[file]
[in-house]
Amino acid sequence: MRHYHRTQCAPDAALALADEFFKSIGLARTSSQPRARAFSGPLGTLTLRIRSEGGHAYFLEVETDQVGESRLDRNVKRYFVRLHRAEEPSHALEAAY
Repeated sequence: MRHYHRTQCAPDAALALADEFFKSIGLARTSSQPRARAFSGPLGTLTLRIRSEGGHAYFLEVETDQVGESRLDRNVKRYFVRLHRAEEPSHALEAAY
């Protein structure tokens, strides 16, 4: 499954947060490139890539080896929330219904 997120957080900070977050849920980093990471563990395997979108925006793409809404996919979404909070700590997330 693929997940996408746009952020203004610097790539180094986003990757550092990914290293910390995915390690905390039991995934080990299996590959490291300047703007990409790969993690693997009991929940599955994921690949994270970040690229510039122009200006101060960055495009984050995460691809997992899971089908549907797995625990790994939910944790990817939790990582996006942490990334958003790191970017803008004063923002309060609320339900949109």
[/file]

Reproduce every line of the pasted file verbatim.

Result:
[in-house]
Amino acid sequence: MRHYHRTQCAPDAALALADEFFKSIGLARTSSQPRARAFSGPLGTLTLRIRSEGGHAYFLEVETDQVGESRLDRNVKRYFVRLHRAEEPSHALEAAY
Repeated sequence: MRHYHRTQCAPDAALALADEFFKSIGLARTSSQPRARAFSGPLGTLTLRIRSEGGHAYFLEVETDQVGESRLDRNVKRYFVRLHRAEEPSHALEAAY
């Protein structure tokens, strides 16, 4: 499954947060490139890539080896929330219904 997120957080900070977050849920980093990471563990395997979108925006793409809404996919979404909070700590997330 693929997940996408746009952020203004610097790539180094986003990757550092990914290293910390995915390690905390039991995934080990299996590959490291300047703007990409790969993690693997009991929940599955994921690949994270970040690229510039122009200006101060960055495009984050995460691809997992899971089908549907797995625990790994939910944790990817939790990582996006942490990334958003790191970017803008004063923002309060609320339900949109």